FARMINGTON -- Physics trumped meteorology Friday at Utah State University's Physics Day at Lagoon.
Students from Idaho, Wyoming, Nevada and Utah arrived under-dressed for the 50-degree weather, wearing T-shirts and shorts or jeans. But they put on disposable rain ponchos or wrapped up in towels, and were off, ignoring the rain.
Some sought out thrill rides while others fussed over projects they entered into science competitions.
"It looks like they're just soldiering on despite the weather," said Dick Andrew, Lagoon's vice president of marketing. "We've been doing this more than 20 years, and we've never canceled."
Pulling the plug would have been problematic, since 6,000 to 7,000 guests were expected, and many had traveled hundreds of miles in one of the 72 buses parked outside the park gate.
T.J. Benard, 14, and a student at Bountiful Junior High, balanced fun with scientific competition. He rode 10 rides before heading to the park's Davis building to prepare the ride model he designed for judging.
Crafted from foam pipe insulation, dowels and a lot of electrical tape, T.J.'s "Rolling Thunder" was designed as a water slide through a long, twisted dark tube.
"Having it dark adds to the suspense," T.J. explained.
The project taught him the potential of kinetic energy, T.J. said.
Paige Hammer, 14, and also from Bountiful Junior High, designed a model water ride. "Splash Through Time" encased its riders in large plastic orbs, a larger version of hamster exercise balls, and send them floating down a twisted river surrounded by life-sized models of dinosaurs, then astronauts.
"It's like time travel," Paige said. "I would love to ride something like this. And I learned that G- forces increase when you turn a corner, and I learned about centrifugal force and gravity."
Kenneth Bennion, USU event coordinator, said the students deeply committed to the sciences tend to sign up for the Physics Bowl, an academic competition that rewards the winning team with six full, four-year scholarships to attend USU.
"But the event is really a chance for all the students to be a scientist for a day," Bennion said. "They can ride a roller coaster and measure the G- force with accelerometers they made and strap to their wrist."
Other activities included an efficiency challenge for student-designed windmills; a time trial for sending student-built robot vehicles through a maze; and battles between robot vehicles.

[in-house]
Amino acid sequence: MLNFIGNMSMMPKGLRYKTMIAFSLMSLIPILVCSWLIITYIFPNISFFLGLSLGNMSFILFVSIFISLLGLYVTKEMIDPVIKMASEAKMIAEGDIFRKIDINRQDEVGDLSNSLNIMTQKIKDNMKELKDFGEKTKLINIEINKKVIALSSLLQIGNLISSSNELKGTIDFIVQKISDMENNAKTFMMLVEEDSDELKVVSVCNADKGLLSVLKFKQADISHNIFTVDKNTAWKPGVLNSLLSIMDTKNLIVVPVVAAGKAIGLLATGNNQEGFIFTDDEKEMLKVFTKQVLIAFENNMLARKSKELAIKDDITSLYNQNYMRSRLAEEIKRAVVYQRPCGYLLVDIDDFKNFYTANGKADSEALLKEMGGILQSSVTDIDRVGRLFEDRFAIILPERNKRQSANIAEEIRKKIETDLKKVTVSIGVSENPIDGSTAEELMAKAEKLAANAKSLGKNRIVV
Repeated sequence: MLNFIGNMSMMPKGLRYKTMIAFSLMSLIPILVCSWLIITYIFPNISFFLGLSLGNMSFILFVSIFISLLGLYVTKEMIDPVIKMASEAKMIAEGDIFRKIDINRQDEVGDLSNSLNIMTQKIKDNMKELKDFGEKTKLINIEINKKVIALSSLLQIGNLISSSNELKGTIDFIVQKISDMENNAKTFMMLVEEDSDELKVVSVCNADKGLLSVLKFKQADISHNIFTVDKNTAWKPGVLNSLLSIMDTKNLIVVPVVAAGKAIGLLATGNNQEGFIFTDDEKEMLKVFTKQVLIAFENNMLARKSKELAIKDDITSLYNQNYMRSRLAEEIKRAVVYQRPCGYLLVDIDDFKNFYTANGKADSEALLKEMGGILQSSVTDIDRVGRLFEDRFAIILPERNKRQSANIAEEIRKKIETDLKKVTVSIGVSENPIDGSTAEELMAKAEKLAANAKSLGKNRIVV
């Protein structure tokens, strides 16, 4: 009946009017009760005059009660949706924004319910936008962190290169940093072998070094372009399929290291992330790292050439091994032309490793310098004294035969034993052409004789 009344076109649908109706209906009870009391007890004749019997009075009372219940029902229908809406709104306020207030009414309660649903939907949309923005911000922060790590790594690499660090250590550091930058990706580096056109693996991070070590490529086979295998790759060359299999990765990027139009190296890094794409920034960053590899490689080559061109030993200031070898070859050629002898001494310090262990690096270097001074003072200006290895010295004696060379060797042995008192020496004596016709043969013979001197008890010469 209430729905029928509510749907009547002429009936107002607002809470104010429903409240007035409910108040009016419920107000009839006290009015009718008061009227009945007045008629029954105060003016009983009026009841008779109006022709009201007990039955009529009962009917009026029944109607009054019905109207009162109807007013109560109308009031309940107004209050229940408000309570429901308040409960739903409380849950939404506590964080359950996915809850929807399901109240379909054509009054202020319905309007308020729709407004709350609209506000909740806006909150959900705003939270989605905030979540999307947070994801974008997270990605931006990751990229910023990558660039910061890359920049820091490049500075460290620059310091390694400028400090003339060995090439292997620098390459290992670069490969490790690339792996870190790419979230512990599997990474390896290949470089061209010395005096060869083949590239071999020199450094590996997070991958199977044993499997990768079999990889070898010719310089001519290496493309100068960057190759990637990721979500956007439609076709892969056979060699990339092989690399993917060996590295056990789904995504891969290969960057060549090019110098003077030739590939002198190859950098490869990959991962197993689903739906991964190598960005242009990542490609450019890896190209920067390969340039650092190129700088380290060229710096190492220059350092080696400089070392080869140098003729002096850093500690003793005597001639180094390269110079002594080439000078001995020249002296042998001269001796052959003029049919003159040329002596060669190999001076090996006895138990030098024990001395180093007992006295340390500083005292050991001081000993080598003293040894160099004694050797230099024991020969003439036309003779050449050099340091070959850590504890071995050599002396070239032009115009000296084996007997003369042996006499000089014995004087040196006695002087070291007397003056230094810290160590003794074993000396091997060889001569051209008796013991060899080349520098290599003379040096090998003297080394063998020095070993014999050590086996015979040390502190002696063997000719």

"I thought it would be fun to see what I could build," said Sarah Lamb, 12, of Bluff Ridge Elementary School in Syracuse. "I've learned you have to be very patient to make a robot work."
"We got knocked out of the circle," said Sarah's project partner, 12-year-old Kalena Ericksen. "But we won two rounds earlier, and we're having fun. The only problem is my hands are freezing and it's hard to push the buttons."
The rain cleared in the early afternoon, but Eric Held, USU physics associate professor, still had to worry about egg missiles plunging from above.
"One almost got me one year," said Held, who runs the egg drop event.
Students wrap raw eggs in materials intended to cushion their fall, then drop them from the Sky Ride down to a bull's eye target on the ground.
"It's when things slow down that you start wandering a little," Held said. "That can put you near the target."
About 40 percent of eggs survive intact, Held said, as he stood near a roll of white toilet paper tinged with yolk-yellow on its inner layers.
Held said the egg drop teaches Newton's Laws: The law of inertia; force equals mass times acceleration; and for every action there is an equal and opposite reaction.
Held offered one tip for egg droppers of the future.
"Students always think they are moving faster than they are," he said of the Sky Ride. "Notice most of the carnage is in front of the target."